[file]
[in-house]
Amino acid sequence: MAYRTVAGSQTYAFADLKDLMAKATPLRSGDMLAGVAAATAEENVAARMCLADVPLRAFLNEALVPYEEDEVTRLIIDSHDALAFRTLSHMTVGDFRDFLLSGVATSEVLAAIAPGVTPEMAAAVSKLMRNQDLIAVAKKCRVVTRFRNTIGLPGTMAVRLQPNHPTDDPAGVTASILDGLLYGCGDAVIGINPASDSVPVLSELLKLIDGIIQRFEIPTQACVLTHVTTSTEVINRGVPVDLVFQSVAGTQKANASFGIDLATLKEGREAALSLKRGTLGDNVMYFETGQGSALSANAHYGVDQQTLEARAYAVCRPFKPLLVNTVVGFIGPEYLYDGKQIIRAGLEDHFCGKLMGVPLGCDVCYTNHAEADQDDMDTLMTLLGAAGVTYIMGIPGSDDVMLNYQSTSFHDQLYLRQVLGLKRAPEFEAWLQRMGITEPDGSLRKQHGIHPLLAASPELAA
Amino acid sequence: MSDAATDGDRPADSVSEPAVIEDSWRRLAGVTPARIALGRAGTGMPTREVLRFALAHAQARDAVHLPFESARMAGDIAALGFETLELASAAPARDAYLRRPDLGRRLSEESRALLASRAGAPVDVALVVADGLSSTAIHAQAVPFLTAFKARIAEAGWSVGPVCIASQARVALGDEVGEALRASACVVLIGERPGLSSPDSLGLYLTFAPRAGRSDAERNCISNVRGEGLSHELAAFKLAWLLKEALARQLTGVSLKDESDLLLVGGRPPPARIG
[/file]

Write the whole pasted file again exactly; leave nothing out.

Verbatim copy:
[in-house]
Amino acid sequence: MAYRTVAGSQTYAFADLKDLMAKATPLRSGDMLAGVAAATAEENVAARMCLADVPLRAFLNEALVPYEEDEVTRLIIDSHDALAFRTLSHMTVGDFRDFLLSGVATSEVLAAIAPGVTPEMAAAVSKLMRNQDLIAVAKKCRVVTRFRNTIGLPGTMAVRLQPNHPTDDPAGVTASILDGLLYGCGDAVIGINPASDSVPVLSELLKLIDGIIQRFEIPTQACVLTHVTTSTEVINRGVPVDLVFQSVAGTQKANASFGIDLATLKEGREAALSLKRGTLGDNVMYFETGQGSALSANAHYGVDQQTLEARAYAVCRPFKPLLVNTVVGFIGPEYLYDGKQIIRAGLEDHFCGKLMGVPLGCDVCYTNHAEADQDDMDTLMTLLGAAGVTYIMGIPGSDDVMLNYQSTSFHDQLYLRQVLGLKRAPEFEAWLQRMGITEPDGSLRKQHGIHPLLAASPELAA
Amino acid sequence: MSDAATDGDRPADSVSEPAVIEDSWRRLAGVTPARIALGRAGTGMPTREVLRFALAHAQARDAVHLPFESARMAGDIAALGFETLELASAAPARDAYLRRPDLGRRLSEESRALLASRAGAPVDVALVVADGLSSTAIHAQAVPFLTAFKARIAEAGWSVGPVCIASQARVALGDEVGEALRASACVVLIGERPGLSSPDSLGLYLTFAPRAGRSDAERNCISNVRGEGLSHELAAFKLAWLLKEALARQLTGVSLKDESDLLLVGGRPPPARIG